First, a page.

When Butch Yamali watched the Ramones perform at Malibu Shore Club in Lido Beach 30 years ago, it didn't occur to him that later in life he would be tasked with bringing the facility into the modern era.
Yamali -- then a teenager in Island Park, now president of Plainview-based Dover Hospitality and Catering Co. -- now runs Malibu, and he's in the middle of a $10 million transformation of the venerable beach club and resort.
"I hung out here as a kid," Yamali, 49, said while sitting in the club's new restaurant. "It gets you charged up to do more."
The resort, which includes more than 600 beach cabanas steps from the Atlantic Ocean, was in disrepair at the time, with holes in the roof and boarded-up concession stands. Since, he has spent about $7 million, adding nightly performances by local bands, a day camp, renovated tennis courts, stores, a clam bar and other eateries -- and more work is on the way, he said.
Yamali's changes have drawn mixed reviews from some resort regulars, who prefer the laid-back beach vibe to the hubbub of a busy nightclub. But Yamali says his improvements have extended the life span of the resort.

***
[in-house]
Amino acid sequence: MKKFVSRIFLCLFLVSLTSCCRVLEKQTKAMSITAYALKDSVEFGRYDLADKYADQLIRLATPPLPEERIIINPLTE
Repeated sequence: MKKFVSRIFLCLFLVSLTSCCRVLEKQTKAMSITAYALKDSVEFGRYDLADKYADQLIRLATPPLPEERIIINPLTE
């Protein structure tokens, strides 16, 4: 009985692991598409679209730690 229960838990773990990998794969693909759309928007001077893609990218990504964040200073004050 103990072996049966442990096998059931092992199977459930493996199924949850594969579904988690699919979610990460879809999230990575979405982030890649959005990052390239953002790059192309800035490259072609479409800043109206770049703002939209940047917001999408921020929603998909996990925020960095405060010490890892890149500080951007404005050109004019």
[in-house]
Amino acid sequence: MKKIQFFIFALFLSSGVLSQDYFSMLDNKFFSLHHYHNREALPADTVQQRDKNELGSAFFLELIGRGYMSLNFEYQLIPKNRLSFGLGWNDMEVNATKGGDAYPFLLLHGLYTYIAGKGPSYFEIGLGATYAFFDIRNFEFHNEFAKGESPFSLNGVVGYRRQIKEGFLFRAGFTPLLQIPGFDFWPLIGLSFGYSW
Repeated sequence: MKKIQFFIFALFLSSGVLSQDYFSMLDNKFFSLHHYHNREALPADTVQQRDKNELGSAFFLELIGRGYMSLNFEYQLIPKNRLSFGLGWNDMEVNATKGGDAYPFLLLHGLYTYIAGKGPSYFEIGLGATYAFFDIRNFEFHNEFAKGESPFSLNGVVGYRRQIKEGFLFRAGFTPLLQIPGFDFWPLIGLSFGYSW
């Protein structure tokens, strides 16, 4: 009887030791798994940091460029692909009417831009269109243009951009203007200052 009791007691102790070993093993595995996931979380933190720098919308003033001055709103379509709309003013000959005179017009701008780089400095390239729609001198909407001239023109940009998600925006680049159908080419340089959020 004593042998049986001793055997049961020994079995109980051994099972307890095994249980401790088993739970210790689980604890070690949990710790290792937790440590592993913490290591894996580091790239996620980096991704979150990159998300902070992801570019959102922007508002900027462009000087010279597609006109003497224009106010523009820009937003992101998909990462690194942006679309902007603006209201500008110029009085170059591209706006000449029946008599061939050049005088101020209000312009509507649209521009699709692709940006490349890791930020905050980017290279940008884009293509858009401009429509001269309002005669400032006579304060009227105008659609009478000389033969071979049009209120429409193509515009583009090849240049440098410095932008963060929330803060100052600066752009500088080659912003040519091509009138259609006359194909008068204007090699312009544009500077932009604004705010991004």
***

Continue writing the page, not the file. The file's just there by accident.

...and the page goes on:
The next step is to determine the future of the resort's central nightclub building, which has been mostly shuttered for about 15 years, Yamali said. He said he is considering adding a sports or entertainment facility that will keep the club -- currently open from Memorial Day to Columbus Day -- functional all year.
"I can't wait to do something down here because of the reward for myself and because people are excited about it," he said.
Malibu opened as a private resort in the late 1940s, and was seized by Hempstead via condemnation in 1969, a town spokesman said. The facility has since housed a function hall and later a nightclub, which closed in the mid-1990s.
The town tapped Yamali to run the facility after issuing a request for a private operator in 2009. He is required to pay a $480,000 annual license fee, utilities and about $80,000 per year in lieu of taxes, and make $10 million in improvements over the 10-year lease, town officials said.
Yamali began by renovating the cabanas, pool, courts and grounds. He added the summer day camp, which has 300 campers and a 40-person waiting list, in 2009, and the restaurant, MaliBlue, last year.
Under Yamali's watch, the waiting list for cabanas -- which rent for $2,553 to $5,752 per season -- has grown from 1,750 to 3,500.
"The music and the restaurant have definitely made it less private," Murphy said.
But Judy Raynor, also of Oceanside, disagreed.
"It's live entertainment every night, who could not love it?" she said. "I'm here every day, even in the rain."
Through the years
1948: Malibu Shore Club opens.
1969: Hempstead Town acquires Malibu through condemnation.
1996: The venue's central nightclub closes.
2009: Hempstead Town licenses the operation to Butch Yamali, who is required to pay an annual fee and make $10 million in improvements over 10 years.